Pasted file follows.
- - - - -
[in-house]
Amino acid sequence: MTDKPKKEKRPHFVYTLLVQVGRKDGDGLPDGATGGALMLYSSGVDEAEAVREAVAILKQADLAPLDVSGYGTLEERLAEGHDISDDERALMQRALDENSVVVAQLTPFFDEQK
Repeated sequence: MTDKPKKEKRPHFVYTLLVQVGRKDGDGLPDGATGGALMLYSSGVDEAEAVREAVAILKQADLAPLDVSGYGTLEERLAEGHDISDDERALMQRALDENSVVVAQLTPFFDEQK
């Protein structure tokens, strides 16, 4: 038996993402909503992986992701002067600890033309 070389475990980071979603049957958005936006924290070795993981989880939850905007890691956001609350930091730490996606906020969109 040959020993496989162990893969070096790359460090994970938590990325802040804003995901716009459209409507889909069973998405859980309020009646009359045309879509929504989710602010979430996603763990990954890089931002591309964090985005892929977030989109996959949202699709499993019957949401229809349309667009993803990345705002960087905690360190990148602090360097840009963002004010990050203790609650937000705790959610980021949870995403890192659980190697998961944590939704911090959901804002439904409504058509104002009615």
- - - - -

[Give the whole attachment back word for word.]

[in-house]
Amino acid sequence: MTDKPKKEKRPHFVYTLLVQVGRKDGDGLPDGATGGALMLYSSGVDEAEAVREAVAILKQADLAPLDVSGYGTLEERLAEGHDISDDERALMQRALDENSVVVAQLTPFFDEQK
Repeated sequence: MTDKPKKEKRPHFVYTLLVQVGRKDGDGLPDGATGGALMLYSSGVDEAEAVREAVAILKQADLAPLDVSGYGTLEERLAEGHDISDDERALMQRALDENSVVVAQLTPFFDEQK
């Protein structure tokens, strides 16, 4: 038996993402909503992986992701002067600890033309 070389475990980071979603049957958005936006924290070795993981989880939850905007890691956001609350930091730490996606906020969109 040959020993496989162990893969070096790359460090994970938590990325802040804003995901716009459209409507889909069973998405859980309020009646009359045309879509929504989710602010979430996603763990990954890089931002591309964090985005892929977030989109996959949202699709499993019957949401229809349309667009993803990345705002960087905690360190990148602090360097840009963002004010990050203790609650937000705790959610980021949870995403890192659980190697998961944590939704911090959901804002439904409504058509104002009615």